Solvent extraction of Cu(II) by 4-(5-nonyl)pyridine (NPy) in benzene from mineral acid solutions containing thiosulfate ions
has been studied at room temperature (23±2°C). Mineral acid solutions alone constitute an aqueous phase from which Cu(II)
is not extracted. Addition of small amounts of thiosulfate ions augments the extraction to an extent that quantitative recovery
is possible. Stoichiometric studies reveal the involvement of ion-pair type complexes (NPy·H)2·Cu(S2O3)2 which are responsible for extraction. Stability constants lg Kex for this complex are 7.2±0.2; 9.1±0.2 and 9.5±0.2 for HCl, HNO3 and H2SO4, respectively. The presence of 0.01 mol/l of some complexing ions like ascorbate, acetate, citrate, oxalate, tartrate or
iodide does not affect the extraction, thus allowing the recovery of the metal from diverse matrices. Under optimal conditions
(0.1M NPy in benzene-0.1M HNO3 or H2SO4+0.01M S2O
or 0.5M HCl+0.05 M S2O
) a clean separation from some elements, e.g. Cs(I). Co(II), Fe(III), Eu(III), Ce(III), Se(IV) and Cr(VI) can be achieved.
Authors:Claudia Simonescu, V. Teodorescu, Oana Carp, Luminita Patron, and Camelia Capatina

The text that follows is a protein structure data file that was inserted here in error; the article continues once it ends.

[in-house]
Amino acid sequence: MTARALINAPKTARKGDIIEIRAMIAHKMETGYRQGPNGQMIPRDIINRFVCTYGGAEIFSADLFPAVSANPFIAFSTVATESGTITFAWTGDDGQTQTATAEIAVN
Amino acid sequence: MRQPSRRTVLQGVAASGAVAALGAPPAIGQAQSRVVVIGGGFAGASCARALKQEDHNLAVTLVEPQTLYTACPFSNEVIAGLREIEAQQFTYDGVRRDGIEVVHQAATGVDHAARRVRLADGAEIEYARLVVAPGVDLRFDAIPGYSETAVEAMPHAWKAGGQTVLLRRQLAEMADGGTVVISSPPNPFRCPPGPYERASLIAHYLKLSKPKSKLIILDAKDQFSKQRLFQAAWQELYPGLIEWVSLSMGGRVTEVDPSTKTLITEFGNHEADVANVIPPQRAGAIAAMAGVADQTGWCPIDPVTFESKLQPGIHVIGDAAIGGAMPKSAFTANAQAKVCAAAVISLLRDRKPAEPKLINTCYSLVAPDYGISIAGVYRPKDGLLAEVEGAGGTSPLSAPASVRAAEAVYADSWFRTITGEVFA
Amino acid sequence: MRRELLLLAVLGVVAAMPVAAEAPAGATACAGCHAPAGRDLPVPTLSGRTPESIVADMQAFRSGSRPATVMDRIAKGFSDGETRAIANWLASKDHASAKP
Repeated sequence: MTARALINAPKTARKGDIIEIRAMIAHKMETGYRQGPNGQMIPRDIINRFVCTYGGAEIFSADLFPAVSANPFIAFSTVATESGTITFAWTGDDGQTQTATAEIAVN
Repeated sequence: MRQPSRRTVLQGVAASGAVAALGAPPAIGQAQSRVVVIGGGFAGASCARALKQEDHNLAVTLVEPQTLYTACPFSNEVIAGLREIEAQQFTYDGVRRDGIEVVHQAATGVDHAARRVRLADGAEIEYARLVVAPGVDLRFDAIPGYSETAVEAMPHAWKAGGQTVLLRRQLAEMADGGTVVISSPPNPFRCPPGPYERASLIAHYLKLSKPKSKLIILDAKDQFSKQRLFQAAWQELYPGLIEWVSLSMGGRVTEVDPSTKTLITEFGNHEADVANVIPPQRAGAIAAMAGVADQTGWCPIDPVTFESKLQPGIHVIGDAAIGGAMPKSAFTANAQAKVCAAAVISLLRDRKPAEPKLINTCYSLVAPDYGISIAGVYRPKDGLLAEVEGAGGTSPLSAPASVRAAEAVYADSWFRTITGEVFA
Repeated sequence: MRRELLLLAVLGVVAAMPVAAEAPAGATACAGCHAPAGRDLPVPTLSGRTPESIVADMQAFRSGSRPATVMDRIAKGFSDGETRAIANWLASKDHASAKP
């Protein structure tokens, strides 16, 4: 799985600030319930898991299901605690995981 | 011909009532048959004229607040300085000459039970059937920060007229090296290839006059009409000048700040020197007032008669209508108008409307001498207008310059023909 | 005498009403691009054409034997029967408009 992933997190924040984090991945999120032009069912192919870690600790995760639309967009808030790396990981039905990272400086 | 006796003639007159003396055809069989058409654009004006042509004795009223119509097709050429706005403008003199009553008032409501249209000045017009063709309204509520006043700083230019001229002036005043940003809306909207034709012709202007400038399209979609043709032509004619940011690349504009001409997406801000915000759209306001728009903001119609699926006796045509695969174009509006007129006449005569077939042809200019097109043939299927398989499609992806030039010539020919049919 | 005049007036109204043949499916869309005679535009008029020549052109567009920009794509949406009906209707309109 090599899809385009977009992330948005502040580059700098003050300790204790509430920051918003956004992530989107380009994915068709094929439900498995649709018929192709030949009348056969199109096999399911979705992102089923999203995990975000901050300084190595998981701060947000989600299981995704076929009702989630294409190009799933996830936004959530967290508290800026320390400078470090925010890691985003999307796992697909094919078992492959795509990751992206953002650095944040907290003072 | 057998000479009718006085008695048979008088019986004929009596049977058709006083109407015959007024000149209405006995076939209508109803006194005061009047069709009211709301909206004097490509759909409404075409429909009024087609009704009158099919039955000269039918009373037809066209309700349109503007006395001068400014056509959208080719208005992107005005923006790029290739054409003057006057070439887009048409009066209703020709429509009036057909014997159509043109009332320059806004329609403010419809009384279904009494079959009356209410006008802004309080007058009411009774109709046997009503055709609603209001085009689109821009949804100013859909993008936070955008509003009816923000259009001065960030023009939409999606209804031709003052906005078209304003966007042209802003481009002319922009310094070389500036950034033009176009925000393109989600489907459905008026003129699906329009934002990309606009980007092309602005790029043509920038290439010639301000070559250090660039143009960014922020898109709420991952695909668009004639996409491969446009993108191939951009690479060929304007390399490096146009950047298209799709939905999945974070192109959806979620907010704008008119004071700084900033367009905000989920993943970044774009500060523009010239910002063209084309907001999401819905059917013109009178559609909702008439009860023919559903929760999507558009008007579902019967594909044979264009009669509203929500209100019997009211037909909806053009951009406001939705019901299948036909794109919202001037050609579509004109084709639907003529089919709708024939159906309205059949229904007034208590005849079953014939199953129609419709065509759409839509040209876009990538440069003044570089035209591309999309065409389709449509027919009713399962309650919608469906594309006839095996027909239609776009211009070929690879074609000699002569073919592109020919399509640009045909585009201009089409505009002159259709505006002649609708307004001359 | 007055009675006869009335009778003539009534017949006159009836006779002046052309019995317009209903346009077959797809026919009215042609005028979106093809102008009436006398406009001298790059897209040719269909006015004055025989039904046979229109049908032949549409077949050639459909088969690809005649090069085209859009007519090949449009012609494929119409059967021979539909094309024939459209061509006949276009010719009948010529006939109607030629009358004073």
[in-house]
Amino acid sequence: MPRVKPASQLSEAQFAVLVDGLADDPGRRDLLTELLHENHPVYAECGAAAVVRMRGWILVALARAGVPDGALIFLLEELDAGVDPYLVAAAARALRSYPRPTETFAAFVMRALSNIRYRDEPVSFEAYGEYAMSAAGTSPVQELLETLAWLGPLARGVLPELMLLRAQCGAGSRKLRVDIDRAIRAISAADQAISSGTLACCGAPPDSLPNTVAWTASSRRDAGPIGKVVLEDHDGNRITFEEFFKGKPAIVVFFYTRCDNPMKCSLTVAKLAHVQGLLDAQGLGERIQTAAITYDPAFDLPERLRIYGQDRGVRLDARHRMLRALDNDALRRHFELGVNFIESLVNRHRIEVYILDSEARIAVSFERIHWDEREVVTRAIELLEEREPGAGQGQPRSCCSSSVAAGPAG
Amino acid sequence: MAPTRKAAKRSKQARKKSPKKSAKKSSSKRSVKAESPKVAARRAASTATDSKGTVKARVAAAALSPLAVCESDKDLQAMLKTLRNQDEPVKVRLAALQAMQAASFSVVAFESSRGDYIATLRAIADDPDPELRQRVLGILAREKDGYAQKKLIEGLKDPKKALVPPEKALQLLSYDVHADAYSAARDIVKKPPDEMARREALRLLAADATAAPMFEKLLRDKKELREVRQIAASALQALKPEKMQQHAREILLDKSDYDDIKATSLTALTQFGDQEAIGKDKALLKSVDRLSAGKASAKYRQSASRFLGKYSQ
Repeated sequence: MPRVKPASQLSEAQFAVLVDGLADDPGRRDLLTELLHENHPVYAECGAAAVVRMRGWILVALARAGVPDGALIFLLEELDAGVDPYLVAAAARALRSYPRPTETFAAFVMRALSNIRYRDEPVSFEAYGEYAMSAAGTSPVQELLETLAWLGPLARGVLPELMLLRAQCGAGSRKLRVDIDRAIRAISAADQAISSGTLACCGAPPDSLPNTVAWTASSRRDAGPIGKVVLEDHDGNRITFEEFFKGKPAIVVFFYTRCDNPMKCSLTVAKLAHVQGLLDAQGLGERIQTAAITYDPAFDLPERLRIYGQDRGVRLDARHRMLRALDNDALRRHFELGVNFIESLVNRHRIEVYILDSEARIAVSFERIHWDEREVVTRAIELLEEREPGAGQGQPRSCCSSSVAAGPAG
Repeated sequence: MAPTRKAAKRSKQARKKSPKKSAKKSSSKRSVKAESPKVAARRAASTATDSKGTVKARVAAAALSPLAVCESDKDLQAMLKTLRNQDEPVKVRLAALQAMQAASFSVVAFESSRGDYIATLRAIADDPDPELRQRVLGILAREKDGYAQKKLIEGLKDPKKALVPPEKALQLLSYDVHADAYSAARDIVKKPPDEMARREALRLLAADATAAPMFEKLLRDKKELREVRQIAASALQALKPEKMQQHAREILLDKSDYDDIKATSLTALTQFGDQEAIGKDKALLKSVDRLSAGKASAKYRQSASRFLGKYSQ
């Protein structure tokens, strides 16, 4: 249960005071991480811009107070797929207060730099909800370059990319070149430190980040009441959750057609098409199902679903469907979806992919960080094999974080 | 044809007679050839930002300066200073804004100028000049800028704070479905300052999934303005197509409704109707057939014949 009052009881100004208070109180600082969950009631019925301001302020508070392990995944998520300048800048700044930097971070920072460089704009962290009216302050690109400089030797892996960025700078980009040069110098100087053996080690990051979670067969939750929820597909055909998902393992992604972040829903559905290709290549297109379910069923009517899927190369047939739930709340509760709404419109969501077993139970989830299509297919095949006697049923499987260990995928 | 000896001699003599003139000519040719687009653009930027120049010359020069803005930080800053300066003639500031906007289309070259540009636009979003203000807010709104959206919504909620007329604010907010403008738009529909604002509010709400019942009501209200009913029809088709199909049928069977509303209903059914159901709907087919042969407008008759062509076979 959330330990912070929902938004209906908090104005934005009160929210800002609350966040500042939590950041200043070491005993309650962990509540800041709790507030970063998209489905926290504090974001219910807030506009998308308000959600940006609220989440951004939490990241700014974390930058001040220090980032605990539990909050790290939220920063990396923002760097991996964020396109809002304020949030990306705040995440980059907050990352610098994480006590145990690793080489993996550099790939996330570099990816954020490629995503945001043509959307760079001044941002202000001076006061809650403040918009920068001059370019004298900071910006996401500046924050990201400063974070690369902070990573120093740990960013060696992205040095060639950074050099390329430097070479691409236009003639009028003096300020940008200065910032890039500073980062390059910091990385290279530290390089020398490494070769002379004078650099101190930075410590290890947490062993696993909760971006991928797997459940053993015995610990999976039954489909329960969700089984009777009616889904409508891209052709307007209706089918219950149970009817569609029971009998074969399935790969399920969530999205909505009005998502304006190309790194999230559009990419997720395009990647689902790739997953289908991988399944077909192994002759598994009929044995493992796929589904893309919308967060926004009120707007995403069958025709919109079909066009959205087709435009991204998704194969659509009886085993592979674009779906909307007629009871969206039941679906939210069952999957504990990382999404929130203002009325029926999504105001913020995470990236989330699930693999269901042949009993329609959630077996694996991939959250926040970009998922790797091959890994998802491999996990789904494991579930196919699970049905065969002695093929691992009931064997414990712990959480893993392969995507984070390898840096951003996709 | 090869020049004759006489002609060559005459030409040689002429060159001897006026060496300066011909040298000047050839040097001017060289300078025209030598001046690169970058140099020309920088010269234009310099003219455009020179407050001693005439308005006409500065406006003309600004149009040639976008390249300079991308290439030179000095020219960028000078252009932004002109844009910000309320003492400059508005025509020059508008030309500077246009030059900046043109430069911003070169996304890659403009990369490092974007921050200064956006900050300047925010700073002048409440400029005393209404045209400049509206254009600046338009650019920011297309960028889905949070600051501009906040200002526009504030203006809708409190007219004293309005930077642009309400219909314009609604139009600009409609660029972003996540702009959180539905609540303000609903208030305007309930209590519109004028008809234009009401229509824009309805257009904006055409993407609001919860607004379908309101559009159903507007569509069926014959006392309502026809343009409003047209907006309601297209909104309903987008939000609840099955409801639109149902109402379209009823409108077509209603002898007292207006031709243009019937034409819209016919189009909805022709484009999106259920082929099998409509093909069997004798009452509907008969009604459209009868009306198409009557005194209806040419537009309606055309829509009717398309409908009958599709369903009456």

Thermal behaviour of CuS (covellite) obtained from the Cu(CH3COO)2·H2O and Na2S2O3·5H2O
system, working at different molar ratio (1:6 and 1:4) in presence/absence
of NH4VO3, was studied. It was
established that the presence of vanadium in the system induces a densification
of CuS nodules, but do not change the hexagonal CuS structure. It has an important
influence in thermal behaviour of copper sulfide CuS obtained also. The morphological
characteristics of CuS play an important role in the thermal stability and
the stoichiometry of the thermal decompositions.
Also, the possibility
to obtain copper sulfides with greater cooper content was investigated.
Authors:M. Dąbrowska, Ł. Komsta, W. Opoka, and M. Starek
cephalosporin antibiotics, using stress agents such as hydrogen peroxide at different concentrations (0.1 and 0.3%), sodium thiosulfate, potassium permanganate, iodine solution, and ascorbic acid. In previous researches, we elaborated also simple and rapid TLC
The isotopic exchange of35S between thiosulfate/sulfite and tetrathionate/thiosulfate is examined. The kinetic data are determined. In both cases the